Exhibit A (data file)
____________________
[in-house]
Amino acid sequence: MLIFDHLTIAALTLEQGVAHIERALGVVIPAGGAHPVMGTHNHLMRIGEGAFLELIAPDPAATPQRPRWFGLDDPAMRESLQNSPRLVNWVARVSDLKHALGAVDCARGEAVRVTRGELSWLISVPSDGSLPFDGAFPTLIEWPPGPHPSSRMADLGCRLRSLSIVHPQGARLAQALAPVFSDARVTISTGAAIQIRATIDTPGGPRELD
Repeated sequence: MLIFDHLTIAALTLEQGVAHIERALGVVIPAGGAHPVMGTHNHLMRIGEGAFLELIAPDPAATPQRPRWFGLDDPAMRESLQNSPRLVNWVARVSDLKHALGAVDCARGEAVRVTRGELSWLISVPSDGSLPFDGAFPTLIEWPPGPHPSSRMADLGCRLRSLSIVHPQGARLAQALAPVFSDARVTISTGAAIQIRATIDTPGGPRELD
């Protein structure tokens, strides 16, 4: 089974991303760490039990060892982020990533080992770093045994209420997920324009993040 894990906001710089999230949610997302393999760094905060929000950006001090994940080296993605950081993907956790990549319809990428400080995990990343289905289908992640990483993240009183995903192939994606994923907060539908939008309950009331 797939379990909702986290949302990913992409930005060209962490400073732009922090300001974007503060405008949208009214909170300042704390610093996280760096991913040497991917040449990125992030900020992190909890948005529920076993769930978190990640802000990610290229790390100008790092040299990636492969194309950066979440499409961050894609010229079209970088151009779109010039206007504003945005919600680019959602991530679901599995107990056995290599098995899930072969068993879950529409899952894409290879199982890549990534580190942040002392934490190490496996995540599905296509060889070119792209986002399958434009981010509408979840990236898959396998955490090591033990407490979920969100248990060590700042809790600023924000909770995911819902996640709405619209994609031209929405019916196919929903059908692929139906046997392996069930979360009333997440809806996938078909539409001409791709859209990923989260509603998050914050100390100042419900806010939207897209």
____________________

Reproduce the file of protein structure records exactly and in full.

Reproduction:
[in-house]
Amino acid sequence: MLIFDHLTIAALTLEQGVAHIERALGVVIPAGGAHPVMGTHNHLMRIGEGAFLELIAPDPAATPQRPRWFGLDDPAMRESLQNSPRLVNWVARVSDLKHALGAVDCARGEAVRVTRGELSWLISVPSDGSLPFDGAFPTLIEWPPGPHPSSRMADLGCRLRSLSIVHPQGARLAQALAPVFSDARVTISTGAAIQIRATIDTPGGPRELD
Repeated sequence: MLIFDHLTIAALTLEQGVAHIERALGVVIPAGGAHPVMGTHNHLMRIGEGAFLELIAPDPAATPQRPRWFGLDDPAMRESLQNSPRLVNWVARVSDLKHALGAVDCARGEAVRVTRGELSWLISVPSDGSLPFDGAFPTLIEWPPGPHPSSRMADLGCRLRSLSIVHPQGARLAQALAPVFSDARVTISTGAAIQIRATIDTPGGPRELD
């Protein structure tokens, strides 16, 4: 089974991303760490039990060892982020990533080992770093045994209420997920324009993040 894990906001710089999230949610997302393999760094905060929000950006001090994940080296993605950081993907956790990549319809990428400080995990990343289905289908992640990483993240009183995903192939994606994923907060539908939008309950009331 797939379990909702986290949302990913992409930005060209962490400073732009922090300001974007503060405008949208009214909170300042704390610093996280760096991913040497991917040449990125992030900020992190909890948005529920076993769930978190990640802000990610290229790390100008790092040299990636492969194309950066979440499409961050894609010229079209970088151009779109010039206007504003945005919600680019959602991530679901599995107990056995290599098995899930072969068993879950529409899952894409290879199982890549990534580190942040002392934490190490496996995540599905296509060889070119792209986002399958434009981010509408979840990236898959396998955490090591033990407490979920969100248990060590700042809790600023924000909770995911819902996640709405619209994609031209929405019916196919929903059908692929139906046997392996069930979360009333997440809806996938078909539409001409791709859209990923989260509603998050914050100390100042419900806010939207897209």